The winter season is almost upon us, and although it may be a time of less sunlight, more sniffles and more morning stiffness, it can also be a wonderful time to experience the quiet serenity of nature and the joy of the first fall of snow.
Here are 10 tips from our practitioners on ways that you can stay healthy and happy all winter long.
3 Tips for Supporting Your Immune System
If there’s one thing we’ve all learned from the Covid-19 pandemic, it’s that respiratory viruses such as colds, the flu and Covid-19, all spread more easily when we spend more time indoors. Here are three tips for keeping your immune system strong throughout the winter months.
- Maintain Proper Levels of Vitamin D
Vitamin D plays a hugely important role in our immune system, and if you live here in the Midwest and spend a lot of time indoors, it’s likely that you’re not getting as much Vitamin D as you need. To get the proper amount, Dr. Kelsie Lazzell, DC, DN, a functional medicine practitioner at the Center for Holistic Medicine, says you would need to get 20 minutes of daily full-forearm sunlight exposure. When it’s too cold to spend 20 minutes outside, she suggests using a full-spectrum light box, such as a Happy Light, or taking a vitamin D3 supplement or a cod liver oil supplement. You can also get vitamin D through foods, such as sunlight-exposed mushrooms or cold-water fish, such as salmon.
- Take A Vitamin C Supplement
Want to stay healthy all winter long? The best tip from Jennifer Eisenstein, a family nurse practitioner at the Center for Holistic Medicine, is something your mom probably told you, too: Get enough vitamin C. “I recommend at least one gram of vitamin C a day for adults and 500 mg a day for children,” she says.
Research has shown that taking vitamin C can reduce the length and severity of the common cold. That’s because when your body is fighting inflammation or an infection, your immune cells pump more vitamin C to help the cells fight off the infection. You can get vitamin C in foods, such as oranges, grapefruit, tomatoes and more, or take a vitamin C supplement, such as Ester C, or a whole foods vitamin C product that has acerola cherries in it.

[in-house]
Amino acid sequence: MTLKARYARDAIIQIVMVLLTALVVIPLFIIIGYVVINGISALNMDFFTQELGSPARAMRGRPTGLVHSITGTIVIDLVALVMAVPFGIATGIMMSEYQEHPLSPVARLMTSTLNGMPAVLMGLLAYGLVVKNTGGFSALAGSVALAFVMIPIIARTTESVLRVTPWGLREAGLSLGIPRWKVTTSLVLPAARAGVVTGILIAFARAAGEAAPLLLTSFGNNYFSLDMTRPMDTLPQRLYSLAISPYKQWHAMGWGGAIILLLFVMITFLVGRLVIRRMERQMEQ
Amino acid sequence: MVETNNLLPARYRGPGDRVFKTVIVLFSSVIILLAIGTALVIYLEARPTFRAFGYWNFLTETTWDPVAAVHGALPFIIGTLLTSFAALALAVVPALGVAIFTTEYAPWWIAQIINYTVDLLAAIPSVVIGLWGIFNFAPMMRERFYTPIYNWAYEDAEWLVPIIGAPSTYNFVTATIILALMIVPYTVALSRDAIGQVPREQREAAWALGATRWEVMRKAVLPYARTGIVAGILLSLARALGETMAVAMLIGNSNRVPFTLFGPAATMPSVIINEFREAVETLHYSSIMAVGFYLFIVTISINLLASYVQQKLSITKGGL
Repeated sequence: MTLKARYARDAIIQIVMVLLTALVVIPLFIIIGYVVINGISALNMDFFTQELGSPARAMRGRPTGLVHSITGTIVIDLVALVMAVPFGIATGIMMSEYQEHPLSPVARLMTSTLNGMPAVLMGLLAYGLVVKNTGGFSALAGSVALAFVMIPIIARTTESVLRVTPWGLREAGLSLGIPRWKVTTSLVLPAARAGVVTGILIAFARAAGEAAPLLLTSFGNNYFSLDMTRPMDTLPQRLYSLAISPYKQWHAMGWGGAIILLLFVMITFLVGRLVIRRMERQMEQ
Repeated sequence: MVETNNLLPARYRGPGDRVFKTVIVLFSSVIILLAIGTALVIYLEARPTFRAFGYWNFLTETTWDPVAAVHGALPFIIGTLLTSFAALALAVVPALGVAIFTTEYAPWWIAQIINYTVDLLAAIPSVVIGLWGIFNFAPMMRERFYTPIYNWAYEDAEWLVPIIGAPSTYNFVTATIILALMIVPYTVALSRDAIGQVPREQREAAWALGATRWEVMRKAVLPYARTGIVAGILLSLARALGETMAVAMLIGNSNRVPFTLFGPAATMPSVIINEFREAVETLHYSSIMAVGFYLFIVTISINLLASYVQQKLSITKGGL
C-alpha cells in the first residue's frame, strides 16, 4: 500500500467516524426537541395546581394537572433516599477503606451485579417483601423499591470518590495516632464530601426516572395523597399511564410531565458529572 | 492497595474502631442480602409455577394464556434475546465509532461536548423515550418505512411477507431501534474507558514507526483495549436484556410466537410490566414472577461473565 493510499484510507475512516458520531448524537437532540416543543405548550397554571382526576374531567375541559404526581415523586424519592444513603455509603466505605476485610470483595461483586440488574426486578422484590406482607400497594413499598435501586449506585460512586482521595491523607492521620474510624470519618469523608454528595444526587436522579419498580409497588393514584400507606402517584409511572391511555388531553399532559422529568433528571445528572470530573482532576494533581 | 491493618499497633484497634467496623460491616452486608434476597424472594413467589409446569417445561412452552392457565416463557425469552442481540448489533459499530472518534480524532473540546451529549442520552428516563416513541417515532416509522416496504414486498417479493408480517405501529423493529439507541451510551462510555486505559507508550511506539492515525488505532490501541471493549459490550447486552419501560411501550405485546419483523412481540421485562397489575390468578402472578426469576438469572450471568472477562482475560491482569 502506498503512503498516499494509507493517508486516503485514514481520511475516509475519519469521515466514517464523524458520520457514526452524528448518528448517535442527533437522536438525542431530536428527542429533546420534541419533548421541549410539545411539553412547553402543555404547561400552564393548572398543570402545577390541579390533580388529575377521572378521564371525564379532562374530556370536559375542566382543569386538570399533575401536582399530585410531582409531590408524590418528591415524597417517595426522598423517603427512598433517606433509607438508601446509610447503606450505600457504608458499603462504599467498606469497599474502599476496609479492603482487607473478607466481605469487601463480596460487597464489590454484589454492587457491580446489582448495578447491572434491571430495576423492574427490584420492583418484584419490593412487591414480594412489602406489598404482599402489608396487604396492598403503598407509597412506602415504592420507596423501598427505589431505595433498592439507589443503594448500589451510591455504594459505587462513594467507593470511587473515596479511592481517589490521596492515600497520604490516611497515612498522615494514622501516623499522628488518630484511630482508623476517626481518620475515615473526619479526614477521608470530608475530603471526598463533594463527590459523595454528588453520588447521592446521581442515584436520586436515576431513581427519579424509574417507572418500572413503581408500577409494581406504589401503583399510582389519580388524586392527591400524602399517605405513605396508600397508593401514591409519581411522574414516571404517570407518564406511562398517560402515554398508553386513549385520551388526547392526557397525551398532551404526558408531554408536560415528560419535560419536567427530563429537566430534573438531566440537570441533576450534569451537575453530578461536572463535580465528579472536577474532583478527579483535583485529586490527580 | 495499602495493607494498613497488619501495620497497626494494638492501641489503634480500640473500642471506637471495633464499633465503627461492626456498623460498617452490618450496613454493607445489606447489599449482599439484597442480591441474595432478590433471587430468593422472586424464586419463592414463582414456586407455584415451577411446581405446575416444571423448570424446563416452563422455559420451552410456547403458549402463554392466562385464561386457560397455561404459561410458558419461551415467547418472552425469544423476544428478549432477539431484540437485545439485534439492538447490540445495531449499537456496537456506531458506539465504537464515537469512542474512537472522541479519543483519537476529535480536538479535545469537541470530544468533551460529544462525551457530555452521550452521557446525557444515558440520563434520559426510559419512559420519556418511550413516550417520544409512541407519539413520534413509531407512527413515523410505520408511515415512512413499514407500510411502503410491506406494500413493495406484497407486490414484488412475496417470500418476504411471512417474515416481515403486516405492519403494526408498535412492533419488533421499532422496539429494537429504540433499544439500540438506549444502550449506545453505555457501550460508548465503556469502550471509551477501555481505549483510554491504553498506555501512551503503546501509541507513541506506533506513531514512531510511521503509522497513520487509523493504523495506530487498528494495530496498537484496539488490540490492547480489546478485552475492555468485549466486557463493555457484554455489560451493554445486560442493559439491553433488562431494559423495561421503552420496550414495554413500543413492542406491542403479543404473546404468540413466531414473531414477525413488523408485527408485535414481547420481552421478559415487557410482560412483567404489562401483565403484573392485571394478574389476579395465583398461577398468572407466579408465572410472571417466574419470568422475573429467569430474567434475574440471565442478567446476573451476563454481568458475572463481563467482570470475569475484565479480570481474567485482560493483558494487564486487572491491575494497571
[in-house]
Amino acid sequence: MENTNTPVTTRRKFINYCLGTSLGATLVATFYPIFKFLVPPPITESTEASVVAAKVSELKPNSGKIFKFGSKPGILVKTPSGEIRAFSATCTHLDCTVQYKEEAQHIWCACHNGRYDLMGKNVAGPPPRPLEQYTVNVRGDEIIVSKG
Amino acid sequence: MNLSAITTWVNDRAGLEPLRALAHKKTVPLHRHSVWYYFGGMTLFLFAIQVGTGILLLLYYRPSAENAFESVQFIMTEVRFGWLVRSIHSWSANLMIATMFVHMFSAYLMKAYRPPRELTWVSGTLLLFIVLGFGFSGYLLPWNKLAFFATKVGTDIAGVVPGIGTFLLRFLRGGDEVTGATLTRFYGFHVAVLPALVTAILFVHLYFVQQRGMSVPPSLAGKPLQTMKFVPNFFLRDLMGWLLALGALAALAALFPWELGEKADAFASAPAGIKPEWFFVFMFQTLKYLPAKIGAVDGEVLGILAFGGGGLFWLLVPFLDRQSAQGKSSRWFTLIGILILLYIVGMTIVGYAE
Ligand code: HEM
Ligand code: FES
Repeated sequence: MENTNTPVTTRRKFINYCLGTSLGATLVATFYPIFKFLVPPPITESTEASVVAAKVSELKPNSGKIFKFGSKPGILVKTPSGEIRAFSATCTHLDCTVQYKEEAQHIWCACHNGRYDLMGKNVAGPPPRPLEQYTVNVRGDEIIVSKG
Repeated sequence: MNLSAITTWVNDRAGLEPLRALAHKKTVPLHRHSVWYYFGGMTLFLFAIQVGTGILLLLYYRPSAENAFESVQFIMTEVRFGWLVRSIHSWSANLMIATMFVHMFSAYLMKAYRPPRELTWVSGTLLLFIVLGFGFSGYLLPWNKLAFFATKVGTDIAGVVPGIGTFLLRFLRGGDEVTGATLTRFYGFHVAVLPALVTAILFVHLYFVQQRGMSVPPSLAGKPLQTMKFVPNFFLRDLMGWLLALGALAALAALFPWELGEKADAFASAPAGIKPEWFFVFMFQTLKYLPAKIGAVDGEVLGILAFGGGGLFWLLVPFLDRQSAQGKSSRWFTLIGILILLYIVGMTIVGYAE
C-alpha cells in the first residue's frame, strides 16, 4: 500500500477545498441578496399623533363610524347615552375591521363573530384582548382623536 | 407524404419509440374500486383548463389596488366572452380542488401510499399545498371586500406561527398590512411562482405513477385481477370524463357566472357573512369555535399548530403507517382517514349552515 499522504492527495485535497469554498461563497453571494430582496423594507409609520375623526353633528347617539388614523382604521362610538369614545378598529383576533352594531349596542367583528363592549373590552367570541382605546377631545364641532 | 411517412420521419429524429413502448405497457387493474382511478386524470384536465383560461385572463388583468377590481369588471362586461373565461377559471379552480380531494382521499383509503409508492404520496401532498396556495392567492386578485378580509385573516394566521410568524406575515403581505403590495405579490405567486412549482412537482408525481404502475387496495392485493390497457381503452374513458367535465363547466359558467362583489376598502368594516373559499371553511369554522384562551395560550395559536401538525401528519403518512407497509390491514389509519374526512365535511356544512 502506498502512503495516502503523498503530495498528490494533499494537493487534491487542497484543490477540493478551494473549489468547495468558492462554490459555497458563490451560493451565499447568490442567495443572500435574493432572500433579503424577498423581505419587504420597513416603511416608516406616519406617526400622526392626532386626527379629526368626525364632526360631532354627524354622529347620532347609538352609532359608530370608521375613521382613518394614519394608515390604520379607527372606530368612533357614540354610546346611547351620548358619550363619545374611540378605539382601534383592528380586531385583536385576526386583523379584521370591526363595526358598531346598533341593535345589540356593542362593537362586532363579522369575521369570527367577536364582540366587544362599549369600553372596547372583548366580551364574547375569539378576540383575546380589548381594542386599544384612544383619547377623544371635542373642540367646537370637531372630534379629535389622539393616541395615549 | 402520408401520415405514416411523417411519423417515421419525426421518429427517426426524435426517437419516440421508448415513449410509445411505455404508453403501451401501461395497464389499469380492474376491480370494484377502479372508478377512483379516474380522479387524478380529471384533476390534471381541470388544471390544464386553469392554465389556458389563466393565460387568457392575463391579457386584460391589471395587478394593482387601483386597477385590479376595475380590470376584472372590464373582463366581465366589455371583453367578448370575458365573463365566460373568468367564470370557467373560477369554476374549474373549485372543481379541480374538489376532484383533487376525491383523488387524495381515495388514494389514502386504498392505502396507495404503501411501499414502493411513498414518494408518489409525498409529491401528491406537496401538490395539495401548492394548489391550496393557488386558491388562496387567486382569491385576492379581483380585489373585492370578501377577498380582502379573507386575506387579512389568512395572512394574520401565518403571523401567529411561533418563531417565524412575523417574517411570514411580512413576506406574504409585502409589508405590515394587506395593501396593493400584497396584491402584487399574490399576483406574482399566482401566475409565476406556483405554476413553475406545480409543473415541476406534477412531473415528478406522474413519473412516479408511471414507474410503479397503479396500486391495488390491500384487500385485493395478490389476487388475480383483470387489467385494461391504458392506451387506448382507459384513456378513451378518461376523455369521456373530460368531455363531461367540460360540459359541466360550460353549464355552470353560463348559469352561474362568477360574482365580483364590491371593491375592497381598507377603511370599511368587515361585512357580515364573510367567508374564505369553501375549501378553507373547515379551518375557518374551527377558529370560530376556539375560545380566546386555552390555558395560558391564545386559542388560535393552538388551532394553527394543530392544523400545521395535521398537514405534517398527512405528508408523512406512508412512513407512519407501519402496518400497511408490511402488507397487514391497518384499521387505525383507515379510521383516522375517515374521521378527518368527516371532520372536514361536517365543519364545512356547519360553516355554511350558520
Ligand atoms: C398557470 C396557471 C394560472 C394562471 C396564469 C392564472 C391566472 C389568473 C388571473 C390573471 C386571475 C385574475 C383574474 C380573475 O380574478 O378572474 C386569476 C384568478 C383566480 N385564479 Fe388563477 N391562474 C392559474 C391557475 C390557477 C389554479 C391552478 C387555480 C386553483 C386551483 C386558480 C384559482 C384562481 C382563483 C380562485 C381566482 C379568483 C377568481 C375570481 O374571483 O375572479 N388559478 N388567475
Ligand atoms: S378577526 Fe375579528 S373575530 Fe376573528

- Get Enough Omega-3 Fatty Acids
Patricia DeAngelis, a functional medicine nurse practitioner at the Center for Holistic Medicine, says another way to keep viruses at bay is to get enough omega-3 fatty acids, which serve to decrease inflammation, boost your immune system, and can even have a positive effect on depression and mood. One way to do that is to take a fish oil supplement, which is a good source of two types of omega-3 fatty acids. You can get a third type of omega-3 fatty acids in nuts and seeds.
3 Tips for Avoiding Joint and Back Pain
As the weather gets colder, our bodies can often feel achier and stiffer than they do during the summer months. And of course, winter also means more chances of slipping on ice or injuring ourselves shoveling snow, which can lead to even more aches and pains. Here are two tips for keeping our joints and muscles in good shape this winter.
“Stretch, especially before going outside or exercising, to loosen stiff joints. This reduces stiffness and prevents joint injuries and will help keep you limber and active,” says Dr. Cheryl Schwartz, DO, a primary care an internal medicine physician at the Center for Holistic Medicine. “Even a short stretch in the morning or before bed can help you reduce chronic pain symptoms in winter months.”
Schwartz suggests trying yoga, pilates, Tai Chi, or QiGong, or just doing some simple stretches on your own at home. “And don’t forget your neck,” Dr. Schwartz says. “We spend so many hours on our computers, phone, and tablets, that our necks suffer.”
Dr. Schwartz says you can do the following neck stretch twice a day, or whenever your neck feels tight. (Note: No part of these stretches should be painful. If you experience pain while stretching, back off a bit. If that does not help, see your doctor).
— Sit straight but comfortably in a chair. Make sure your chin is parallel with the ground. Turn your head to the right. Hold for one deep breath in and out. Turn your head back to center position and hold for one deep breath. Now turn your head to the left and hold for one deep breath. Again, turn your head to center and hold for one deep breath.